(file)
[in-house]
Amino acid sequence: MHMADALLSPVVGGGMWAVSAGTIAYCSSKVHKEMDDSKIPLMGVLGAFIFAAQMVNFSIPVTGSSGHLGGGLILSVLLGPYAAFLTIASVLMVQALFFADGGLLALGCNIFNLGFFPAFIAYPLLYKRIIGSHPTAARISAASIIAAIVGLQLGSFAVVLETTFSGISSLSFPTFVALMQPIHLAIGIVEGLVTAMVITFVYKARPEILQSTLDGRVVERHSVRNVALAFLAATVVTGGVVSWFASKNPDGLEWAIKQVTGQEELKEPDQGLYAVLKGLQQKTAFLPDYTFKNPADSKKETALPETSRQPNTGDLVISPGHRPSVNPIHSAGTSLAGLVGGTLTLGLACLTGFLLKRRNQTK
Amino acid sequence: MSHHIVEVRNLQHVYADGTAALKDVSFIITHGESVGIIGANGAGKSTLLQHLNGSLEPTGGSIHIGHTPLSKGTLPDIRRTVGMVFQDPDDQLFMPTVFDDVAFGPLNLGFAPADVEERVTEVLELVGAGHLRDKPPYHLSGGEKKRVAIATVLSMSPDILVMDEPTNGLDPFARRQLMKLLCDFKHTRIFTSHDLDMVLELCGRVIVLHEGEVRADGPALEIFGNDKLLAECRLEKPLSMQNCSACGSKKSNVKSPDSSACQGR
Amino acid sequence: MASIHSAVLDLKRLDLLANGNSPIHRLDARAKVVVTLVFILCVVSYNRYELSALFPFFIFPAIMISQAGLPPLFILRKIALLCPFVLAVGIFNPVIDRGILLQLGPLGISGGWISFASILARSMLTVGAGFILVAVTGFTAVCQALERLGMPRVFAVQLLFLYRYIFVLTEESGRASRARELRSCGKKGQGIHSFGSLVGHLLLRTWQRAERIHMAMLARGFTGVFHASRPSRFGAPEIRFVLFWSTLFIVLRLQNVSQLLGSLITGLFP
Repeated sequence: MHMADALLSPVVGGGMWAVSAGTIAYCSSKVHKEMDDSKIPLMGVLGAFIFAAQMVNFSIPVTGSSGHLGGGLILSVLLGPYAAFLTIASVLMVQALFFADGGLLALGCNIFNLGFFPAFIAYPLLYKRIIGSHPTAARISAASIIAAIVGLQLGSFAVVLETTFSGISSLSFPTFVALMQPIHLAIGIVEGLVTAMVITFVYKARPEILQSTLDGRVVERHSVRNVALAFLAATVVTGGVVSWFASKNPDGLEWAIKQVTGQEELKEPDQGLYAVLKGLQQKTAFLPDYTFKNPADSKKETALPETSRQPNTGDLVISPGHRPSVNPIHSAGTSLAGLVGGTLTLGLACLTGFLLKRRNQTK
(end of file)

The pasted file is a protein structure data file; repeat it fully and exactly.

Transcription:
[in-house]
Amino acid sequence: MHMADALLSPVVGGGMWAVSAGTIAYCSSKVHKEMDDSKIPLMGVLGAFIFAAQMVNFSIPVTGSSGHLGGGLILSVLLGPYAAFLTIASVLMVQALFFADGGLLALGCNIFNLGFFPAFIAYPLLYKRIIGSHPTAARISAASIIAAIVGLQLGSFAVVLETTFSGISSLSFPTFVALMQPIHLAIGIVEGLVTAMVITFVYKARPEILQSTLDGRVVERHSVRNVALAFLAATVVTGGVVSWFASKNPDGLEWAIKQVTGQEELKEPDQGLYAVLKGLQQKTAFLPDYTFKNPADSKKETALPETSRQPNTGDLVISPGHRPSVNPIHSAGTSLAGLVGGTLTLGLACLTGFLLKRRNQTK
Amino acid sequence: MSHHIVEVRNLQHVYADGTAALKDVSFIITHGESVGIIGANGAGKSTLLQHLNGSLEPTGGSIHIGHTPLSKGTLPDIRRTVGMVFQDPDDQLFMPTVFDDVAFGPLNLGFAPADVEERVTEVLELVGAGHLRDKPPYHLSGGEKKRVAIATVLSMSPDILVMDEPTNGLDPFARRQLMKLLCDFKHTRIFTSHDLDMVLELCGRVIVLHEGEVRADGPALEIFGNDKLLAECRLEKPLSMQNCSACGSKKSNVKSPDSSACQGR
Amino acid sequence: MASIHSAVLDLKRLDLLANGNSPIHRLDARAKVVVTLVFILCVVSYNRYELSALFPFFIFPAIMISQAGLPPLFILRKIALLCPFVLAVGIFNPVIDRGILLQLGPLGISGGWISFASILARSMLTVGAGFILVAVTGFTAVCQALERLGMPRVFAVQLLFLYRYIFVLTEESGRASRARELRSCGKKGQGIHSFGSLVGHLLLRTWQRAERIHMAMLARGFTGVFHASRPSRFGAPEIRFVLFWSTLFIVLRLQNVSQLLGSLITGLFP
Repeated sequence: MHMADALLSPVVGGGMWAVSAGTIAYCSSKVHKEMDDSKIPLMGVLGAFIFAAQMVNFSIPVTGSSGHLGGGLILSVLLGPYAAFLTIASVLMVQALFFADGGLLALGCNIFNLGFFPAFIAYPLLYKRIIGSHPTAARISAASIIAAIVGLQLGSFAVVLETTFSGISSLSFPTFVALMQPIHLAIGIVEGLVTAMVITFVYKARPEILQSTLDGRVVERHSVRNVALAFLAATVVTGGVVSWFASKNPDGLEWAIKQVTGQEELKEPDQGLYAVLKGLQQKTAFLPDYTFKNPADSKKETALPETSRQPNTGDLVISPGHRPSVNPIHSAGTSLAGLVGGTLTLGLACLTGFLLKRRNQTK